Gauche gave an order and the two animals were produced. Taking their rifles, the white men led their horses through the camp, nor did they hear any voice demanding they be held for ransom. Not until they were well beyond the tents did they mount. Bridger rode rapidly for the river and would have turned up-stream had not the sound of music caused him to rein in and stare, down the river-road in amazement.
"That ain't no Injun music!" he exclaimed.
"Drums, bells, violin and a clarionet," checked off Lander, his eyes lighting.
"White men from the fort," muttered Bridger, riding toward the music.
Soon they sighted them—a band of white men, mounted and playing their instruments as they rode. The music was most sweet in the ears of the trappers, and for a moment Bridger forgot to wonder at its coming.
"Look who rides behind!" softly cried out Lander.
"I see 'em," murmured Bridger, watching the figures of McKenzie and Phinny. "Remember—not a sign or a word to Phinny that you suspect him," warned Bridger. "The music ain't for us. Must be for the Injuns."
In this surmise he was correct, for on sighting him McKenzie showed surprise, then spurred ahead, and jovially explained:
"A little treat for the Assiniboins. It tickles old Gauche's fancy. We don't lose anything by humoring him. When we get him we get all his people."
"Mighty good notion," admitted Bridger.
Then with a little smile he reminded: "An' the A. F. C. never goes after the Injuns. Just let's 'em come to the fort or stay away."
McKenzie scowled but instantly retorted:
"This display isn't to fetch trade to Fort Union. It's to keep peace. I got word that Gauche plans to attack a party of Blackfeet that's coming in with Jacob Berger. I must stop it. I've worked too hard to get the Blackfeet to come to me to have it spoiled by that old reprobate's actions."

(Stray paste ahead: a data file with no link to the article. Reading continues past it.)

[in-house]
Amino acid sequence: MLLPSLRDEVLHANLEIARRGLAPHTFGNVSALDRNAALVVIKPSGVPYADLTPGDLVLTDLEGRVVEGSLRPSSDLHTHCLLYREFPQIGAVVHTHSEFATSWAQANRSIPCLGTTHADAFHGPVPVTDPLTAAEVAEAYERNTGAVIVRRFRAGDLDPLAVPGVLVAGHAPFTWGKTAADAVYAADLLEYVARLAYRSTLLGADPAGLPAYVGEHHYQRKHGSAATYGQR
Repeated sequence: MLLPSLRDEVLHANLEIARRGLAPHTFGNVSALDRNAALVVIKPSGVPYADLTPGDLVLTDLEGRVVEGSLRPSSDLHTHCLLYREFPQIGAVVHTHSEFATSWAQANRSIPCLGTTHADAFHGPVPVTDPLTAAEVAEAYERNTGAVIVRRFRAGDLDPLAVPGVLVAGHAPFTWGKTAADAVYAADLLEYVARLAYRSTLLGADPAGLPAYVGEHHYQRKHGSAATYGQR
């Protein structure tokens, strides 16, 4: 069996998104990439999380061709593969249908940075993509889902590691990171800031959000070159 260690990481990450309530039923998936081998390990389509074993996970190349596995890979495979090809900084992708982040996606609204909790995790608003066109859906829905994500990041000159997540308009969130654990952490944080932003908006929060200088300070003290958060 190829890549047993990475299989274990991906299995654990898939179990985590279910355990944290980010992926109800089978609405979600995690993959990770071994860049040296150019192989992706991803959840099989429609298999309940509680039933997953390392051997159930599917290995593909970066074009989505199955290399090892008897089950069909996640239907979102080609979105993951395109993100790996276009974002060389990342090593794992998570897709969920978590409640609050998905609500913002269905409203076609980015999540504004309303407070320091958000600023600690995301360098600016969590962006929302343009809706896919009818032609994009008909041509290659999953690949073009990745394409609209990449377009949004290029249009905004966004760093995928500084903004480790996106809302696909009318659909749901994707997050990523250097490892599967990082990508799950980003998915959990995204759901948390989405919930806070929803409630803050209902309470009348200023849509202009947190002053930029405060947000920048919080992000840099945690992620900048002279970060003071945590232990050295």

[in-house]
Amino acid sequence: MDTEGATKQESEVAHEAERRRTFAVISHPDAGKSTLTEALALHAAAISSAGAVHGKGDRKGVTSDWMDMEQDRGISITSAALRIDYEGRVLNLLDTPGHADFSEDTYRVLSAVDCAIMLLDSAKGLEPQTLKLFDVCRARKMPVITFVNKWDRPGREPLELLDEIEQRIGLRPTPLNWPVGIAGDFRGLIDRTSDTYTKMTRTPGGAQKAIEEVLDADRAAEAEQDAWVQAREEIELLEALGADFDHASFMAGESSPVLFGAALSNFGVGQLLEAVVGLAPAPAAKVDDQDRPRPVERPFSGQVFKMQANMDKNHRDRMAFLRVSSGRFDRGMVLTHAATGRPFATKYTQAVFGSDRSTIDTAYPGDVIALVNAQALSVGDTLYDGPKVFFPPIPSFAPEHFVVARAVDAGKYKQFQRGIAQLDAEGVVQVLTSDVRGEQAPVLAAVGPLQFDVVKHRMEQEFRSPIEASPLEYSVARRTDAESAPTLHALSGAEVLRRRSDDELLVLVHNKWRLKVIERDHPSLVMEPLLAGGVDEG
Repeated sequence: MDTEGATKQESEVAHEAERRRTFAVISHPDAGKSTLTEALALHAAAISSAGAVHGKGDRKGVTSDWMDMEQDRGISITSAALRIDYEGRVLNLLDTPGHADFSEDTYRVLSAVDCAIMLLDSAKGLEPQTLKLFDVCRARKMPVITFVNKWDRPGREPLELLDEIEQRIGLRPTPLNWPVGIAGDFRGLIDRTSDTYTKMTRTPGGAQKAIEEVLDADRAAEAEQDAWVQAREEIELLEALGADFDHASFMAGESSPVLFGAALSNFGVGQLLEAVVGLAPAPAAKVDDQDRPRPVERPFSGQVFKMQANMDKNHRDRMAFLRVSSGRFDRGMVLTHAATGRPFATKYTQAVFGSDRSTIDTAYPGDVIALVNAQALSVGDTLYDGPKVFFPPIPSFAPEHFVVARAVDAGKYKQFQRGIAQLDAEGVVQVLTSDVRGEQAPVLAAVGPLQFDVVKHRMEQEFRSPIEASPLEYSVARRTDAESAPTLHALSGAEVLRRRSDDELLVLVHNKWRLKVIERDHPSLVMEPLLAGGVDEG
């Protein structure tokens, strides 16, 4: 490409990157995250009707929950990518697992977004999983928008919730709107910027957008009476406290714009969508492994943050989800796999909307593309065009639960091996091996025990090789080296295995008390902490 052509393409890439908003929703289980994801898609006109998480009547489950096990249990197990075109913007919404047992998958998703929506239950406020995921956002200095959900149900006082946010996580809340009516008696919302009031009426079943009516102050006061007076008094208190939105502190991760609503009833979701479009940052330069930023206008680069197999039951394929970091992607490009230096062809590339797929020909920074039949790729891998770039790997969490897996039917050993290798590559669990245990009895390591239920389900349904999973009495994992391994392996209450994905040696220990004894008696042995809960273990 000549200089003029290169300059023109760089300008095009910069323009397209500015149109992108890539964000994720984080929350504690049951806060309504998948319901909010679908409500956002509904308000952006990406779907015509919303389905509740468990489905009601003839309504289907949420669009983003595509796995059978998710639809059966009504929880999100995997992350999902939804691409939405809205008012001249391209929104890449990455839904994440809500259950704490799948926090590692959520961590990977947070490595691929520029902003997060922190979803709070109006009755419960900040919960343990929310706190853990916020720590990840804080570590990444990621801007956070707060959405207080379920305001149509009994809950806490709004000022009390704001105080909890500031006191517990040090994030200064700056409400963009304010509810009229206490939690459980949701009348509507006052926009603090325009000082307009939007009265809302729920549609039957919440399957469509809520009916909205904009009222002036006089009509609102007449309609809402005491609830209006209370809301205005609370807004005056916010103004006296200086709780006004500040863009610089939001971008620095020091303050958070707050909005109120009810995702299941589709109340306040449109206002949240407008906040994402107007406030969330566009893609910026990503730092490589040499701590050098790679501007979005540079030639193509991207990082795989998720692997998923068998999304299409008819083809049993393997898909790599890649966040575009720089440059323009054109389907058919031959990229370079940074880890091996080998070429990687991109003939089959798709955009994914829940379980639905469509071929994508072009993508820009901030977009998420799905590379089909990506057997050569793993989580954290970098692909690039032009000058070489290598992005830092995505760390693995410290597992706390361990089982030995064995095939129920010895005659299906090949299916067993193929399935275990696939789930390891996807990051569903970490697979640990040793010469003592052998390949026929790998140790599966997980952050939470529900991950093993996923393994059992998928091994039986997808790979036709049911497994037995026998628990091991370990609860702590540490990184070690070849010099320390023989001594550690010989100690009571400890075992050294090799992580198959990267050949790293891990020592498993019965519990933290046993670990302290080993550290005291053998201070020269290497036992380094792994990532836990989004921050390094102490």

"Why if here isn't Phinny!" exclaimed Bridger as Phinny now rode up. "Howdy, Phinny."
"We meet again, Malcom," called out Lander cordially.
Phinny who had been watching them through half-closed lids, now wreathed his dark face with smiles.
"Lord, Lander! But wasn't I glad when Black Arrow's band arrived at the Crow village and said you had escaped from the Blackfeet and was on your way to Fort Union. I'm awfully glad to see you.
"And, Mr. Bridger, no hard feelings I hope because I've hired Ferguson to work for us with the Crows. He wanted the place. He felt it was more steady than working for a company that goes after beaver only."
"That's all right," assured Bridger. "I've got plenty of men who'll go and make opposition to him. The Crows think a heap of me. Don't make much difference what man I send there. I let Ferguson have it as he was begging for a job. But as you say H. B. men are better fitted for the A. F. C. post-trade than for going after beaver for my company."
McKenzie ordered the musicians to go on to the camp and hold the Indians from filling the river-trail. Then he anxiously asked:
"What became of you two? You started to get the boat yesterday morning. We've been worried about you."
"The Deschamps gang and some of the Rems corralled us yesterday morning and held us for ransom. Old woman decoyed us to their cabin by saying one of the men was sick an' needed help. They're a bad mess."
McKenzie cursed in genuine rage.
"They've got to be wiped out," he fiercely declared. "I've stood lots from the Deschamps and Rem families. I've winked at quite a few things as they were handy as interpreters. But I'm through. I'm sorry Gardepied didn't make good his threat and kill old Deschamps. My men at the fort won't stand any more nonsense from that crowd. Where are you going now?"
"We stopped here last night to cure La Lance of a fever. We're now going up to select the boat you said you'd sell us."
"I see," mused McKenzie, his eyes twinkling.
And Phinny stared at the river as if greatly interested in its muddy current.
"I did agree to sell you the best boat at the chantier, didn't I?" McKenzie continued. "Well, I'll keep my word, although it may cramp my plans. Hard to choose between friendship and business, Mr. Bridger. Lucky I didn't promise some of those down the river. Since you went away I'm called on to use all I have."
"I don't want to hold you to a promise that really fusses you," gravely said Bridger. "If you want to be let off——"
"No, no," hastily broke in McKenzie. "No one shall say Kenneth McKenzie went back on his word. I told you you could buy any boat up there. I'll even go with you. Some of my men might be there and not understand. They'd forbid your taking it. One boat was the bargain.